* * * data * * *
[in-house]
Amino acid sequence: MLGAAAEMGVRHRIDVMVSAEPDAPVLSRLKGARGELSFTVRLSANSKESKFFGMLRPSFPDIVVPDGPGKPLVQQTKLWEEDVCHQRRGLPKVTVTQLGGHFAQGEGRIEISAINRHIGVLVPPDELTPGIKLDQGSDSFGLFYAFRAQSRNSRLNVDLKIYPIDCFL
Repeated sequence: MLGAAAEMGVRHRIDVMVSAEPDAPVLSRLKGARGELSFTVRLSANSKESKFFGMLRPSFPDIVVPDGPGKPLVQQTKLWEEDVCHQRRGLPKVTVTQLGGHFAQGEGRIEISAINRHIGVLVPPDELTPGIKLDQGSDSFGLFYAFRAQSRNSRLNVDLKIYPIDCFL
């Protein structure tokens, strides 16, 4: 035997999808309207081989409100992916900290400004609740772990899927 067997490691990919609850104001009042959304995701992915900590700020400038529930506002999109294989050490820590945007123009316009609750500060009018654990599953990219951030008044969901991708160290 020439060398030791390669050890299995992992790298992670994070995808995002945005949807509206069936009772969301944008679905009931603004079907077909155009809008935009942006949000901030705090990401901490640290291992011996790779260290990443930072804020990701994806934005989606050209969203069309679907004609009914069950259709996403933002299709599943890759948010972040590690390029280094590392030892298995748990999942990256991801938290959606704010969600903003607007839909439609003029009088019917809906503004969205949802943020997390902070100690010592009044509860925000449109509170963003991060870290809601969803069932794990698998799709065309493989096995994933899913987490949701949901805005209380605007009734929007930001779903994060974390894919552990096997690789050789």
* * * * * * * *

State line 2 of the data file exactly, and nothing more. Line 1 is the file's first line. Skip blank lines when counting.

Amino acid sequence: MLGAAAEMGVRHRIDVMVSAEPDAPVLSRLKGARGELSFTVRLSANSKESKFFGMLRPSFPDIVVPDGPGKPLVQQTKLWEEDVCHQRRGLPKVTVTQLGGHFAQGEGRIEISAINRHIGVLVPPDELTPGIKLDQGSDSFGLFYAFRAQSRNSRLNVDLKIYPIDCFL